I am a horse!

A recent interaction with our new boss led me to a sudden realization – I am currently living the life of so many horses out there!  It is not as far fetched as it sounds …

For the sake of illustration, I will refer to myself as the Horse and my boss as the Handler.

I am an old campaigner.  I know my job well.  I am very responsive to direction, but you can also throw away the reins and I’ll find my way through the course on my own.  All that I expect from my handler is clear communication and fair treatment.

In one on one interactions with my Handler, we get along very well.  She talks softly to me, gives clear information, and listens to what I have to say.  In those moments, I become fond of my handler and feel that we can accomplish great things together.  But something changes when other people are around.  In those situations, my handler becomes harsh.  She no longer asks questions – she demands!  I want to comply, so I try to respond to the demand in the manner I believe she wants.  But each response is met with sharp words and more demands.  At the end of each of these sessions I leave confused and frustrated.  What did I do wrong?  Why was my performance yesterday met with praise, but today the same performance is met with rebuke?

If you’ve spent any time in the horseworld, you’ve seen this – the rider who dotes on her horse, feeds it carrots, talks about how she loves him.  But put that same rider in a lesson, or in a show, or just with people around that she wants to impress, and she loses sight of the horse.  It becomes all about a result, and the impact on the horse matters not.  I have heard some of these people even justify such harsh treatment in those situations as a necessary evil; often this is even followed by how the carrots, soft words and kind treatment in the stable somehow makes up for the harsh treatment at other times.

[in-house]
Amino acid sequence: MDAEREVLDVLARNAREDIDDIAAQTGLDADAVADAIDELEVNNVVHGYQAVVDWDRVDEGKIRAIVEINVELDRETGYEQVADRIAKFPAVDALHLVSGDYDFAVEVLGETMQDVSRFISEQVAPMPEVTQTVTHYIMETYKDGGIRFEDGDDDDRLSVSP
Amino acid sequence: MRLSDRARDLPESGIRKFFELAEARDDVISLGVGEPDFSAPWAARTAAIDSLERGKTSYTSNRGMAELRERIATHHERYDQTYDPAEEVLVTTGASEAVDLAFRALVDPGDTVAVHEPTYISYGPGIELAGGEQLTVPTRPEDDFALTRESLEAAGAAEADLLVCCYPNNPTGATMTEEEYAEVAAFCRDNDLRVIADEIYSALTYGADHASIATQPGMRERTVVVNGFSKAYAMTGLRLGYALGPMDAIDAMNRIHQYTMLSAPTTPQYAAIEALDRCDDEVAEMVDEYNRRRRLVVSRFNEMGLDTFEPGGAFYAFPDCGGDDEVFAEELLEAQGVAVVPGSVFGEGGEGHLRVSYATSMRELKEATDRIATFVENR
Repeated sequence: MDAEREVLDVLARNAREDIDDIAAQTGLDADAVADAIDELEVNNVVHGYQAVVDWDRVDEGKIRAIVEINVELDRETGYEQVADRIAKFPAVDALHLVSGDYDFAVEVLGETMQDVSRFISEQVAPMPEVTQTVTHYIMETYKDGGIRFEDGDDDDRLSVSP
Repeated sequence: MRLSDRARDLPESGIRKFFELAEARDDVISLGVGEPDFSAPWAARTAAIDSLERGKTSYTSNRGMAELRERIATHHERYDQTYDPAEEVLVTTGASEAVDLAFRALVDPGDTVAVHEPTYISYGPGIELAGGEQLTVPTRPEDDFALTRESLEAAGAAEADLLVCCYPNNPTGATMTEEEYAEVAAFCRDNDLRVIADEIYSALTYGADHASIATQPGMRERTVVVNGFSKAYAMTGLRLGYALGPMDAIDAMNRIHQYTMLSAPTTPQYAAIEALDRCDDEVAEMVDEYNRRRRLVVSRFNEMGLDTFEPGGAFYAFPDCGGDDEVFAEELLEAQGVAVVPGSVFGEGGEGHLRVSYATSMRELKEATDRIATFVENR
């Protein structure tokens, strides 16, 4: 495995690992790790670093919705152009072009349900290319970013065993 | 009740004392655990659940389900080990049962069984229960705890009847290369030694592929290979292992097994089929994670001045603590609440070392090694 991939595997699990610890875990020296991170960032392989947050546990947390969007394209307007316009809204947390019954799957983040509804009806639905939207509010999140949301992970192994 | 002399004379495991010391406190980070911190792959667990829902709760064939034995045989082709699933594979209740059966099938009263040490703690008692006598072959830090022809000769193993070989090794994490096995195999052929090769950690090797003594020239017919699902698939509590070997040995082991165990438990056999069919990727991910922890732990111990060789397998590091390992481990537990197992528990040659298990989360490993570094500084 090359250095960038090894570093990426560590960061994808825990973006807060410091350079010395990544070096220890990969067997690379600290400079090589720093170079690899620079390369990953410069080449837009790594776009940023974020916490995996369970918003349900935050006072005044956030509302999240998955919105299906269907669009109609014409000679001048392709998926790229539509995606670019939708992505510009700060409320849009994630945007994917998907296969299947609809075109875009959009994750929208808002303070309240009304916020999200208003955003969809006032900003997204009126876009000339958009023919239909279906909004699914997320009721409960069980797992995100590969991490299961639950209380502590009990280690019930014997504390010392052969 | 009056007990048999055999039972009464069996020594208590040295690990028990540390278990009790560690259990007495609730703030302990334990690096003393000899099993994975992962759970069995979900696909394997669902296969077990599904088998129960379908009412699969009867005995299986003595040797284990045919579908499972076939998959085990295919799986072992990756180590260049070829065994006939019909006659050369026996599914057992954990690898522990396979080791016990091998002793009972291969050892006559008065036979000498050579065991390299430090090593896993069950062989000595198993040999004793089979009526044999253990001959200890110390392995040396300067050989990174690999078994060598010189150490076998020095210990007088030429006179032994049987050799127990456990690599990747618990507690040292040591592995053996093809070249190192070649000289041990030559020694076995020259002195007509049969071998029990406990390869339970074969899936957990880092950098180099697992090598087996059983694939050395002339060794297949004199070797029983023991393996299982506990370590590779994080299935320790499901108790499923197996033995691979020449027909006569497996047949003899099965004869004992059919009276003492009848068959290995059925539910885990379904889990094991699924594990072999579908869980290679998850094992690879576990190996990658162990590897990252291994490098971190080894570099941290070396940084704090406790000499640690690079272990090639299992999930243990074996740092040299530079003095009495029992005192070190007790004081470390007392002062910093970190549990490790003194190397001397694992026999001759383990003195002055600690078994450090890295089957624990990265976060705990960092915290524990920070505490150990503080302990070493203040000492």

And so the Handler justifies her harsh words as something necessary.  How the Horse receives this treatment is apparently all on the Horse – if the Horse feels injured, or angry, that is not the Handler’s responsibility.

In pondering my recent interaction, and the mass of similar contradictory experiences (not to mention those I’ve observed), I had a sudden new respect for what horses have to put up with from us humans.  Those that I’ve observed in this sort of contradictory relationship take one of two paths – they rebel, or they give in (learned helplessness).  So far, my fellow horses are rapidly reaching learned helplessness … and that shouldn’t happen to any being.

BenPostShowPersonally, I tend to be a bit more like Ben.  In the twenty eight years that he was with me, I only saw him bolt on four occasions (minus the time we were almost killed by a sugar beet truck … but that’s another story!).  Each of those four occurrences had one thing in common – he was being ridden by someone who thought they knew his job better than he did.  Convinced they could get something “better” out of him, all four were simply interfering with the performance of his job. I watched my calm, patient horse – one who packed toddlers and special needs kids – slowly lose his patience as they jerked, jabbed and spurred.  My warnings went unheeded, and I could see the split second that he made his decision – and he was off!  Fortunately for them, I had ultimate control and it only took my voice to stop him.  That worked because Ben knew that meant rescue from the situation … I have no such guardian to protect me from the handler … or her from me!

My interaction with the handler brought another realization – how much my staff owes to my horses.  For the second time in my life, I am leading the happiest group in the organization.  That is not my opinion, that comes from my own staff as well as outside observers.  As with the first time, people within the organization are looking for an opportunity to join my team.  Trust me, it is not because I am an outgoing, charismatic person!  In fact, I’d be happy to hang out with my horses and only see another human a couple of times a week!  However, I take my responsibility to my staff as seriously as that I have for my horses.

It is my job to protect them from threats.  It is my job to help them develop to their fullest potential.  It is my job to communicate clearly.  It is my job to listen to what they have to tell me, and sometimes to find the truth behind the surface appearance.  It is my job to be fair.  If I do all of these things, then I become a partner and I empower them to shine – whether horse or human.

I will continue to try to be a wise leader for my little herd … human and otherwise.  And I will continue to try to find patience for the Handler – but don’t be too surprised to hear a report of bucking or bolting in the near future!

Be good to your horses!


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